KR1 PLC (LON:KR1) revealed that it has invested US$75,000 into Union Finance, a credit mutual built on Ethereum. The blockchain and cryptocurrency investor said Union Finance will allow people and organisations to take out loans on the blockchain without the need for collateral, a credit score, or revealing personal information on a public ledger. KR1 added that it will receive a yet-to-be-determined amount of discounted tokens from its participation in the seed round.

Rainbow Rare Earths Limited (LON:RB.) said activity at its Gakara mine has continued largely unhampered by restrictions imposed to combat the spread of the coronavirus pandemic. Although foreign travel has been largely suspended into and out of Burundi, goods are now able to pass across road borders, and the latest export of 100 tonnes of concentrate reached the port of Dar-es-Salaam unhindered, Rainbow told investors. Work continues towards the completion of the company’s maiden JORC-compliant resource estimate, which is expected to be completed in the coming weeks, it added.

Block Energy PLC (LON:BLOE) told investors that the company is prepared for an extended period of low prices, and its fundamentals remain strong, as it reported results for the 18 months to December 31, 2019, after the market close on Thursday. “We are accelerating the exploitation of gas resources in West Rustavi and are planning the increase of oil production and exploitation of gas resources in the blocks being acquired from Schlumberger,” Block Energy chairman Philip Dimmock said in the results statement. “We are confident the market will recognise our inherent value and re-rating potential.” Block Energy ended December with US$6.49mln of cash, and it reported a US$6.03mln loss for the year.

Bahamas Petroleum Company PLC (LON:BPC) said it has received confirmation that its fund has been approved for listing on the Bahamas International Stock Exchange (BISX). It has been set up to enable Bahamas investors to participate in the company’s exploration programme, with shares in the company issued to the fund via subscription. The Central Bank of the Bahamas (CBB) has also now approved the process by which Bahamas Petroleum will receive subscription funds, expected to take place shortly after the CBB has finished vetting the investors.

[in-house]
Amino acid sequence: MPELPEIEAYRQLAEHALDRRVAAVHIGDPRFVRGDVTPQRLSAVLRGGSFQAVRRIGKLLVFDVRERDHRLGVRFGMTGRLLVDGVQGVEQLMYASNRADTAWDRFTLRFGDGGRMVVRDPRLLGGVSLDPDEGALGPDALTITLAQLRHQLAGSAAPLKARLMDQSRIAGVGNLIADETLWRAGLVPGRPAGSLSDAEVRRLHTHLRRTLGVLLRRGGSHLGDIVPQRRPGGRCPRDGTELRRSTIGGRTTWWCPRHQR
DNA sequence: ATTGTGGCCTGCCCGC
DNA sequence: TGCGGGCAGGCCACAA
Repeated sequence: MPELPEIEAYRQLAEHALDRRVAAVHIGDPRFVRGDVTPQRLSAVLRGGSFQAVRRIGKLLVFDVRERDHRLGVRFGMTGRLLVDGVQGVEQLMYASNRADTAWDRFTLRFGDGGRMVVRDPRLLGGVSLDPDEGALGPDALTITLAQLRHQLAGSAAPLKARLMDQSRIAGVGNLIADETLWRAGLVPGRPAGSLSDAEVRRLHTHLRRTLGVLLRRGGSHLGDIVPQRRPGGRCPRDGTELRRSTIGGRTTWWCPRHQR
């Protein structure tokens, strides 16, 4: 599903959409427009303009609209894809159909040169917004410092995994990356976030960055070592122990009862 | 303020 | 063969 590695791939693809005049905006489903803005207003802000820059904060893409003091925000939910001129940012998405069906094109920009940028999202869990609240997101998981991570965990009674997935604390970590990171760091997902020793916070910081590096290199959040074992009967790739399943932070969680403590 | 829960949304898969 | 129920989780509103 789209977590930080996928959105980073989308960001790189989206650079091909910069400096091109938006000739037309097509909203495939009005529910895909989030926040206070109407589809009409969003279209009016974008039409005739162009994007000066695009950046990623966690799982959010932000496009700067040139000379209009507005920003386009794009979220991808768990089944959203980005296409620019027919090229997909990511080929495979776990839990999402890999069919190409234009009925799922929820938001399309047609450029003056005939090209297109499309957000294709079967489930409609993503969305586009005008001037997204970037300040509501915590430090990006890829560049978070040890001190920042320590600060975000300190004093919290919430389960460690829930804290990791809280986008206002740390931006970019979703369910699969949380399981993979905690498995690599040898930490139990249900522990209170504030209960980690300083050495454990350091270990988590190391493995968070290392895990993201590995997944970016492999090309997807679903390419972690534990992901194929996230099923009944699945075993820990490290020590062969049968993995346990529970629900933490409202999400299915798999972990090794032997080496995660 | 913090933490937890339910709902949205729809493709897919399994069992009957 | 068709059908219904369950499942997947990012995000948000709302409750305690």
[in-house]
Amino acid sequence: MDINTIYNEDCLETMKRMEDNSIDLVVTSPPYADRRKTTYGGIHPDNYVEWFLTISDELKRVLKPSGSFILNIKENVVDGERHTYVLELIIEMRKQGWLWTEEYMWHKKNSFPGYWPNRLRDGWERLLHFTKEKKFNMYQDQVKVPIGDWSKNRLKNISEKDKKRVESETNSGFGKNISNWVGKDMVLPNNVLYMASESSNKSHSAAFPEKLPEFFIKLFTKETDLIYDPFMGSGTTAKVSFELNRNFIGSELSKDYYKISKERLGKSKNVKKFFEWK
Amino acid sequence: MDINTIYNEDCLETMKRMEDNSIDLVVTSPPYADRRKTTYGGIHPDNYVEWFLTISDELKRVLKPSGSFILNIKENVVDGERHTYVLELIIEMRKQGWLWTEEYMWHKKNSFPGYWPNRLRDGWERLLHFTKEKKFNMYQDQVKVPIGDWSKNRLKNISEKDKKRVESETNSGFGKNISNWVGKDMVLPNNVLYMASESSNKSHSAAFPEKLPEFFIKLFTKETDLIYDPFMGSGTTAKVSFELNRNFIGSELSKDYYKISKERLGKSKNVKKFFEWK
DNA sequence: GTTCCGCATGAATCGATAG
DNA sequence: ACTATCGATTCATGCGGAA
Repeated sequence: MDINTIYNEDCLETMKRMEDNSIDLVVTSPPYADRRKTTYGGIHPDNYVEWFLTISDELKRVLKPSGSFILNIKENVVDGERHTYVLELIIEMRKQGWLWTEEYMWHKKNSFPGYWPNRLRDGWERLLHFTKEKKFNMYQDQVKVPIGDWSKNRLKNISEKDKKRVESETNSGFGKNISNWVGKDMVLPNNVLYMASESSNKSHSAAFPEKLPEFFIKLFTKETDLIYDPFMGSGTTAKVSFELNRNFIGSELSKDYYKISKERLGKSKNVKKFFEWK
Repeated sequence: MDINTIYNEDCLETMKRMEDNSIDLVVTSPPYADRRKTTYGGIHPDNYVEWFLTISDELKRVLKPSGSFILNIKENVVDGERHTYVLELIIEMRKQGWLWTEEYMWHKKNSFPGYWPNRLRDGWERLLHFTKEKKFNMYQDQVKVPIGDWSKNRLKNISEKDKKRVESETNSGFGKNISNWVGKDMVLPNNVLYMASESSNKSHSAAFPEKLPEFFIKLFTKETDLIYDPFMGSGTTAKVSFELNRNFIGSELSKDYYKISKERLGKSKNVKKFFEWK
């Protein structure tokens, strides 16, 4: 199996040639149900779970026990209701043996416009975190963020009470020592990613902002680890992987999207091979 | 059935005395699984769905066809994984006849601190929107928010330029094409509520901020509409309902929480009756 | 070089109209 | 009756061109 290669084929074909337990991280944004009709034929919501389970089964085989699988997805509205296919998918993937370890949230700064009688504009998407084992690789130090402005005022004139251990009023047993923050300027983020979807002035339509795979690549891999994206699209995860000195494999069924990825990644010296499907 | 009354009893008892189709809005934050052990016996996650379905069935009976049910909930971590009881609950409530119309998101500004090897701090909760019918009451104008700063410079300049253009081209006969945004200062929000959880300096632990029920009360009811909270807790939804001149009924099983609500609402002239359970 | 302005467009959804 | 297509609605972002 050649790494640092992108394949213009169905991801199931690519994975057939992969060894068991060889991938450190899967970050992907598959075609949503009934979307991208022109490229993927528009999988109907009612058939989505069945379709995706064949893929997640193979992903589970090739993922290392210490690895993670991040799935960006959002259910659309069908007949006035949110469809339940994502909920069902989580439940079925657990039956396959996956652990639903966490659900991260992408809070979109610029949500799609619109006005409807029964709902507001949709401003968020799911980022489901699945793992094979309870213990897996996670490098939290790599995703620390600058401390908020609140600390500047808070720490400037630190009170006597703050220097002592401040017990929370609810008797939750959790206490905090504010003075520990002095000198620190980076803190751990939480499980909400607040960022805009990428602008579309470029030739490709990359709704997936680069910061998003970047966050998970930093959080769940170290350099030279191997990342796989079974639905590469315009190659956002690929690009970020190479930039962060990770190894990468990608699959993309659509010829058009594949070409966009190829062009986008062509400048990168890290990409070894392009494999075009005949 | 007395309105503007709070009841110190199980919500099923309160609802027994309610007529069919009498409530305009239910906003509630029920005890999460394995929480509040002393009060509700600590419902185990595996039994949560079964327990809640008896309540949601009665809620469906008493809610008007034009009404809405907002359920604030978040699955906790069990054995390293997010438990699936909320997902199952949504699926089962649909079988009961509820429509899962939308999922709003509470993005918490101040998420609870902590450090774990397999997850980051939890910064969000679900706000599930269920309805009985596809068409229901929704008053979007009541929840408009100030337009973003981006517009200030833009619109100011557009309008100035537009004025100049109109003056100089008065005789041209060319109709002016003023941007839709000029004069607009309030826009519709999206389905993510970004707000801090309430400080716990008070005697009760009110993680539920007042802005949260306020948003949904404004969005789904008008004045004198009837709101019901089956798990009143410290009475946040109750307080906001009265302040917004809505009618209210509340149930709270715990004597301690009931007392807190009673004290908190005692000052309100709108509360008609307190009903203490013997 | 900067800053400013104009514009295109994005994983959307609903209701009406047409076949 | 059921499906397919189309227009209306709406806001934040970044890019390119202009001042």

Tekcapital PLC (LON:TEK) said it has raised £925,000 via a share placing to provide additional funding for its portfolio firms and additional working capital. The IP investment group said it raised the funds through the issue of around 9.2mln new shares at a price of 10p each, a 13% discount to its closing price on Thursday. The shares in the placing will represent around 10.54% of the enlarged share capital.

i3 Energy PLC (LON:I3E) told investors that it was not able to enter into a reserves based lending facility of alternative funding facility by April 30, the extended deadline set by noteholders back in November. Nonetheless, it said that it remains in talks with all noteholders to waive this condition. The group added that it will update the market once these discussions have concluded.

Scancell PLC (LON:SCLP), the developer of novel immunotherapies for the treatment of cancer, announced that in recognition of the impact of the coronavirus (COVID-19) crisis and to help fund the initial research work to develop a vaccine for COVID-19 the members of its senior management team have agreed to a temporary 25% reduction in salaries with effect from May 1, 2020. The group said none of Scancell’s other employees will be affected. The company also announced that on April 30 it granted 1,000,000 share options to acquire ordinary shares in the company to each of the members of its senior management team – Dr John Chiplin, Dr Cliff Holloway, Professor Lindy Durrant, Dr Sally Adams, Dr Richard Goodfellow and Mr Keith Green – with an exercise price of 8.15p each which will vest twelve months from the date of the grant.